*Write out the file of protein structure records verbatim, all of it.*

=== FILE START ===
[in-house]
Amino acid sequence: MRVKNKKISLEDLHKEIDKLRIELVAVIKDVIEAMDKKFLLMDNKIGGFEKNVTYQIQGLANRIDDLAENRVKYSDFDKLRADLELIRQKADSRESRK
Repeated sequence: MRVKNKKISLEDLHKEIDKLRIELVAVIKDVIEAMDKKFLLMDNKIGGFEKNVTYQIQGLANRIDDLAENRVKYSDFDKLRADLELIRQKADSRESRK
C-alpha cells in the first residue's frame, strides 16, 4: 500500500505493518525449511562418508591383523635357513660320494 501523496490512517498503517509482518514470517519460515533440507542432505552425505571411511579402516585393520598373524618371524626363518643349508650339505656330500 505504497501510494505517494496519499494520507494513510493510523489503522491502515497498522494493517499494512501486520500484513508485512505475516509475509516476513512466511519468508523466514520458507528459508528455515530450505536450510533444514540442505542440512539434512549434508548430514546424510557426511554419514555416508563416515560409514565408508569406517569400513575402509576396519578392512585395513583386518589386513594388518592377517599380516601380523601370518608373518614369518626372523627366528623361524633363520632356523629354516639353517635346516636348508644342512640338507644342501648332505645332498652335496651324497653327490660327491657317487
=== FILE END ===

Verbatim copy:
[in-house]
Amino acid sequence: MRVKNKKISLEDLHKEIDKLRIELVAVIKDVIEAMDKKFLLMDNKIGGFEKNVTYQIQGLANRIDDLAENRVKYSDFDKLRADLELIRQKADSRESRK
Repeated sequence: MRVKNKKISLEDLHKEIDKLRIELVAVIKDVIEAMDKKFLLMDNKIGGFEKNVTYQIQGLANRIDDLAENRVKYSDFDKLRADLELIRQKADSRESRK
C-alpha cells in the first residue's frame, strides 16, 4: 500500500505493518525449511562418508591383523635357513660320494 501523496490512517498503517509482518514470517519460515533440507542432505552425505571411511579402516585393520598373524618371524626363518643349508650339505656330500 505504497501510494505517494496519499494520507494513510493510523489503522491502515497498522494493517499494512501486520500484513508485512505475516509475509516476513512466511519468508523466514520458507528459508528455515530450505536450510533444514540442505542440512539434512549434508548430514546424510557426511554419514555416508563416515560409514565408508569406517569400513575402509576396519578392512585395513583386518589386513594388518592377517599380516601380523601370518608373518614369518626372523627366528623361524633363520632356523629354516639353517635346516636348508644342512640338507644342501648332505645332498652335496651324497653327490660327491657317487